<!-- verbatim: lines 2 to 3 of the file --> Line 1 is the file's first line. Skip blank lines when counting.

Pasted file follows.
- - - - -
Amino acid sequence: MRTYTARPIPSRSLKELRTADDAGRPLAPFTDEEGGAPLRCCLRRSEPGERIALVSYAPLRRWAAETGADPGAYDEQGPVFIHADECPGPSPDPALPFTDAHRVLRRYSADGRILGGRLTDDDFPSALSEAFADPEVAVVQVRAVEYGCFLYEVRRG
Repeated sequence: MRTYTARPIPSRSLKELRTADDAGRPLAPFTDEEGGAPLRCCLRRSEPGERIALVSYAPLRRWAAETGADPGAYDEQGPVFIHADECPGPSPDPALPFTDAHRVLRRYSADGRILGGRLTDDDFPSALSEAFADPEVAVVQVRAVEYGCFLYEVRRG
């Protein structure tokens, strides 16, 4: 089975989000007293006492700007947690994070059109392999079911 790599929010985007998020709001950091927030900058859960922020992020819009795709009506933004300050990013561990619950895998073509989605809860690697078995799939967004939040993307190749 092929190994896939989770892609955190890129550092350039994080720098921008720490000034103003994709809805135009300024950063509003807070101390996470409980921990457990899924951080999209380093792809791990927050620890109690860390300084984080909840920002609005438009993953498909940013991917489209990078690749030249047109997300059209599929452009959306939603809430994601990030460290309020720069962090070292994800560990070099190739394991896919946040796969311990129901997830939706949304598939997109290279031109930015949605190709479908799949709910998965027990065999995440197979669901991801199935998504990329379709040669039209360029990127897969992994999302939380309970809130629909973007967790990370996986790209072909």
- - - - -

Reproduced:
Repeated sequence: MRTYTARPIPSRSLKELRTADDAGRPLAPFTDEEGGAPLRCCLRRSEPGERIALVSYAPLRRWAAETGADPGAYDEQGPVFIHADECPGPSPDPALPFTDAHRVLRRYSADGRILGGRLTDDDFPSALSEAFADPEVAVVQVRAVEYGCFLYEVRRG
């Protein structure tokens, strides 16, 4: 089975989000007293006492700007947690994070059109392999079911 790599929010985007998020709001950091927030900058859960922020992020819009795709009506933004300050990013561990619950895998073509989605809860690697078995799939967004939040993307190749 092929190994896939989770892609955190890129550092350039994080720098921008720490000034103003994709809805135009300024950063509003807070101390996470409980921990457990899924951080999209380093792809791990927050620890109690860390300084984080909840920002609005438009993953498909940013991917489209990078690749030249047109997300059209599929452009959306939603809430994601990030460290309020720069962090070292994800560990070099190739394991896919946040796969311990129901997830939706949304598939997109290279031109930015949605190709479908799949709910998965027990065999995440197979669901991801199935998504990329379709040669039209360029990127897969992994999302939380309970809130629909973007967790990370996986790209072909």